Getting Data In

Does the indexer acknowledgement queue/list persist across Splunk restarts?

Glenn
Builder

I'd like to user indexer acknowledgement in my HA setup when forwarding from a primary indexer which receives events from forwarders, to a secondary indexer (despite the horrible proliferation of duplicate events it can cause, but that's another issue).

I'd like to know whether the queue or list of unacknowledged events maintained on the primary indexer will persist if the primary indexer is restarted (while the secondary is still unavailable).

If it doesn't, we could easily lose the queue and have gaps in our secondary index, breaking HA.

0 Karma
1 Solution

yannK
Splunk Employee
Splunk Employee

If I am correct, the ACK=true option (on the forwarder) will cause the forwarder to wait for an acknowledgement from the indexer that the event has been written to disk.
So If the indexer goes down, the forwarder will retry.
As you can see, at the end it will not cause gaps, only accidental duplicates.

Edit :

In the case of a forwarder

About tailing :

  • File Tailing queues, splunk keeps track of the position it was reading a file, and if it is restarted, it will restart from that point.
  • Scripted inputs/network inputs (example syslog on port 514), a splunk instance will store thoses queues in memory, and cannot recover them. An easy workaround is to use a syslog-ng/rsyslog server to write the log to file, and have splunk monitor the files (equivalent to disk buffer).

About queues :

About HA acknowledgement :

View solution in original post

sdaniels
Splunk Employee
Splunk Employee

You could use persistent queues on the forwarder so that the data is there after restart, otherwise you'll lose that data in memory.

http://docs.splunk.com/Documentation/Splunk/4.3.1/Data/Usepersistentqueues

Glenn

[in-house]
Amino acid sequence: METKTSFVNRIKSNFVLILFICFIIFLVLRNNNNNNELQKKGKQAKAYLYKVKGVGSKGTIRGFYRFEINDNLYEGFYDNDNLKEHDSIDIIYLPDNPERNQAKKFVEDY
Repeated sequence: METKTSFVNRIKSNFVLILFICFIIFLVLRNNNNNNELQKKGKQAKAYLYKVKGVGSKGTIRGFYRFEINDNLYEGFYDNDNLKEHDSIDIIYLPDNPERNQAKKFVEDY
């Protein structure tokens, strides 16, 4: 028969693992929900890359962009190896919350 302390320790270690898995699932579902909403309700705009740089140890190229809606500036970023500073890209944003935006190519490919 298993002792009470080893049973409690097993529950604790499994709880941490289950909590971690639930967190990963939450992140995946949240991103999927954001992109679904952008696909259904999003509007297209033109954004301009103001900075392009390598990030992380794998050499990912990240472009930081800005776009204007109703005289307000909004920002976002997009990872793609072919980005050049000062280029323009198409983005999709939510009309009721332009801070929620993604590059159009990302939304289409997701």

Builder

Thanks, this is helpful.

0 Karma

yannK
Splunk Employee
Splunk Employee

If I am correct, the ACK=true option (on the forwarder) will cause the forwarder to wait for an acknowledgement from the indexer that the event has been written to disk.
So If the indexer goes down, the forwarder will retry.
As you can see, at the end it will not cause gaps, only accidental duplicates.

Edit :

In the case of a forwarder

About tailing :

  • File Tailing queues, splunk keeps track of the position it was reading a file, and if it is restarted, it will restart from that point.
  • Scripted inputs/network inputs (example syslog on port 514), a splunk instance will store thoses queues in memory, and cannot recover them. An easy workaround is to use a syslog-ng/rsyslog server to write the log to file, and have splunk monitor the files (equivalent to disk buffer).

About queues :

About HA acknowledgement :

View solution in original post

youngsuh
Communicator
0 Karma

cphair
Builder

@yannK, do you have specific measures of the cost of enabling HA acknowledgement beyond what's in the document you linked? I understand the memory usage on the forwarder side would increase, but I'd like to know the effect on the indexer side as well.

0 Karma

Glenn
Builder

Looks good thanks. I think persistant queues is what I was looking for.

0 Karma

yannK
Splunk Employee
Splunk Employee

edited above.

0 Karma

Glenn
Builder

I should have been more clear. I mean, what happens to the queue on the forwarder, if it goes down while the indexer is already down. ie. does the forwarder's queue still have the same data after it is restarted?

0 Karma
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